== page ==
South Carolina (WBTV) - It's hard to believe the boy in the middle of this collage is the same child in the pictures on either side.
Owen Plasman's story is – as it stands now – as good as a story about osteosarcoma can be. This South Carolina boy was diagnosed with bone cancer at
the age of 8. He had a 16-centimeter tumor inside his right femur. The cancer had also spread to his lung.
"I'd love if you could feature my son in September," wrote his mom Gillian, from their home in Florence. "He's an inspiration to us all."
The battle hasn't been easy. After Owen's diagnosis in January of 2013, the 3rd-grader began chemo.
"His sweet body was decimated by three drugs," said his mother. "Cisplatin, Doxorubicin and Methotrexate. For a year. These drugs are awful poisons to
healthy cells and destroy everything in their path. He wasted away. Our family tried to hang on."
Owen went from 87 pounds to 67 pounds.
If it's tough to read, that's okay. Gillian wants the truth to hit home.
Owen also underwent multiple surgeries, one called limb salvage which resulted in a prosthetic leg implant.
By the end of 2013, Owen was done. His mom said things looked promising. In fact, Owen's 3, 6, and 9 month scans were clear.
But his 1-year scans weren't. They showed cancer in his right lung.
Last November, Owen had lung surgery to remove the cancer. Again. He continues to get scans every three months.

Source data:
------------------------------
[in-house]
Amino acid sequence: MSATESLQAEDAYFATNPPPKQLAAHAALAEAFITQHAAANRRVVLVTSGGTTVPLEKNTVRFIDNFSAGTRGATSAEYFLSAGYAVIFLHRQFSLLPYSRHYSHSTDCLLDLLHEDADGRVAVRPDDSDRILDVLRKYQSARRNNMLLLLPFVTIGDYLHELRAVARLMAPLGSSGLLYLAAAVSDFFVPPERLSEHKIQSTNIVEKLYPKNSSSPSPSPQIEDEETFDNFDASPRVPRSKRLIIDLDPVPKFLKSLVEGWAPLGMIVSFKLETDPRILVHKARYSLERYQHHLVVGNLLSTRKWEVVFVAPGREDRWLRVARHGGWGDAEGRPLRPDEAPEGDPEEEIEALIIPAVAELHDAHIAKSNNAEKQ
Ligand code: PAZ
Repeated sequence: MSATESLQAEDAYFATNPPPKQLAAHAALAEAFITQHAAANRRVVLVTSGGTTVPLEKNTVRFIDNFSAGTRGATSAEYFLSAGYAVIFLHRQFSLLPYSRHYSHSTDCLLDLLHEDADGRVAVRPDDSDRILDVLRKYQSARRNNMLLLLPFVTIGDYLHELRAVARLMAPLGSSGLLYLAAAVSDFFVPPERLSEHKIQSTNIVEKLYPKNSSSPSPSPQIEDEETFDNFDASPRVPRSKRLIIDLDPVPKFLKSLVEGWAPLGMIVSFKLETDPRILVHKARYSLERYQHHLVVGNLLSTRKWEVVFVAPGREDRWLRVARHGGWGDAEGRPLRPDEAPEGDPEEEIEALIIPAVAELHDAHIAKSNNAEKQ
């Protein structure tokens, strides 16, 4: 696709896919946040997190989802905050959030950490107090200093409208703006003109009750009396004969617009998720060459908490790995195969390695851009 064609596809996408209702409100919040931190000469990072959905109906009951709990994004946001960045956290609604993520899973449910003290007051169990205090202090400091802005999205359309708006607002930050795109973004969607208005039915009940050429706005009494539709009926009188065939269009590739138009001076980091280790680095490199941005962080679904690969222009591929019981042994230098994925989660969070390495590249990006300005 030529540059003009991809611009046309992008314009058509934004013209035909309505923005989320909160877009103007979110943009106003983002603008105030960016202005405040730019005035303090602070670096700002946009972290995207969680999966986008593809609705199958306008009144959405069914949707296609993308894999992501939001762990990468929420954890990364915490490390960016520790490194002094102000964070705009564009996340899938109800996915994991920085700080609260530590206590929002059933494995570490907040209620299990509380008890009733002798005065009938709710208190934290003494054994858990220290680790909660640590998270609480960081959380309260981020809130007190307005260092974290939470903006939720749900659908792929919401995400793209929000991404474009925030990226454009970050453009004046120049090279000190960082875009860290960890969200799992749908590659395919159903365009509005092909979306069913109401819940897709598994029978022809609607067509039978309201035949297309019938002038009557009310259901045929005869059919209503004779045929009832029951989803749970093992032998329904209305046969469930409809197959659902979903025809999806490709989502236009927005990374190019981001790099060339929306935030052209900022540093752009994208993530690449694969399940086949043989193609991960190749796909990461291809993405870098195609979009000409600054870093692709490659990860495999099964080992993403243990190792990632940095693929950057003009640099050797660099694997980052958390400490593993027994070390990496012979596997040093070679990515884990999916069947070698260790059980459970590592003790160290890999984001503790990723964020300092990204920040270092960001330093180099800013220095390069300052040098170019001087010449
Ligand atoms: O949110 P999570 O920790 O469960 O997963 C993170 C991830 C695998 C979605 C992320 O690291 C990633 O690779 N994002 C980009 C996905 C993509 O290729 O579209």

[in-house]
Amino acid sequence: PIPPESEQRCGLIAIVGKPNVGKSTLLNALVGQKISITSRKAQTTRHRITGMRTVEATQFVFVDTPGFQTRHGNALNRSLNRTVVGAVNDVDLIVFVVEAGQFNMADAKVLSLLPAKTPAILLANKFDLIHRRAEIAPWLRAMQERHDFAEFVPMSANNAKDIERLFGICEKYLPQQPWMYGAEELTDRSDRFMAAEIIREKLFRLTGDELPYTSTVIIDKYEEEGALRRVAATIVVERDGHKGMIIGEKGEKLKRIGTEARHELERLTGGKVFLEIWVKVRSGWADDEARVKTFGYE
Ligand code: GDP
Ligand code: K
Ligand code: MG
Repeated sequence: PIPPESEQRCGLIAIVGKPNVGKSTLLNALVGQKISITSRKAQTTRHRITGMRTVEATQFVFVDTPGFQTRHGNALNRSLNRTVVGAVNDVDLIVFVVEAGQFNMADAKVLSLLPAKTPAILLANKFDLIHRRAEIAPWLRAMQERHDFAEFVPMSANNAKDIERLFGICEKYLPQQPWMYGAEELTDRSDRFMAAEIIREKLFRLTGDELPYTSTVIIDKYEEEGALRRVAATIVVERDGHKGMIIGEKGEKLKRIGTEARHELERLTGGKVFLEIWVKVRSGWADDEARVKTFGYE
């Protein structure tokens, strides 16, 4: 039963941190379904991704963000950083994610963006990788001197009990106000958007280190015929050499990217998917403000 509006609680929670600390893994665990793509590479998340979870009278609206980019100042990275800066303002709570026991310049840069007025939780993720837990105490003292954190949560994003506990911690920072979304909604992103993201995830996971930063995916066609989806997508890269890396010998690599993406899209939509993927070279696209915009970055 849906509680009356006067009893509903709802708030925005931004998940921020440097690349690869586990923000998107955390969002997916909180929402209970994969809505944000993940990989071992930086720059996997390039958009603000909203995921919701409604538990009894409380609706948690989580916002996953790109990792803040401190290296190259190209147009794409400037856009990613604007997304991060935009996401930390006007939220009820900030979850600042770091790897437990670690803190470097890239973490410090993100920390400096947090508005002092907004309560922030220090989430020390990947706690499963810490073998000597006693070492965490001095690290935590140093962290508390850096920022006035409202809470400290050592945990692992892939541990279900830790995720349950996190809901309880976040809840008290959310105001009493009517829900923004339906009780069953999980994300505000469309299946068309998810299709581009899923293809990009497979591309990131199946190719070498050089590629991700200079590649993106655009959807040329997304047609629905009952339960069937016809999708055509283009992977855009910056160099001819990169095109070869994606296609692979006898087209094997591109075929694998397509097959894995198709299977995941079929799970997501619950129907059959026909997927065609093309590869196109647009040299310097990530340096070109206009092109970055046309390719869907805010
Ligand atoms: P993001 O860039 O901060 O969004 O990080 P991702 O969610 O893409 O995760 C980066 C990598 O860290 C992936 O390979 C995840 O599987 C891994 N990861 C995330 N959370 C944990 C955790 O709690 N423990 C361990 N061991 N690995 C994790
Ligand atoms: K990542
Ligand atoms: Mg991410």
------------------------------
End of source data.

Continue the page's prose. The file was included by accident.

As of today, September 20th, 2015, those scans have all remained clear.
"We rejoice in Owen," said Gillian. "We rejoice everyday."
What a story of strength, but also of reality. As many families who battle pediatric cancer know, "check up" scans are massive parts of the journey.
Pediatric cancer needs research, funding and, mostly, a cure.
September is Pediatric Cancer Awareness (ACTION) Month. Awareness hopefully creates ACTION.
Share this post. Donate to a cause. Give your heart and time to volunteer with one of the many childhood cancer fundraisers in our area.
Thank you for reading. Thank you, Gillian, for sharing. I think you just inspired many of us to go hug our own children.
*Editor's note: This is about one of #MollysKids, children WBTV Anchor Molly gr antham follows closely on her Facebook page. It was first published there – which is why it's written in a personal way. For years Molly has followed hundreds of kids with uphill medical battles. During Pediatric Cancer Awareness Month, she features one a day. Thirty total. Find this story (and updates on all #MollysKids) here.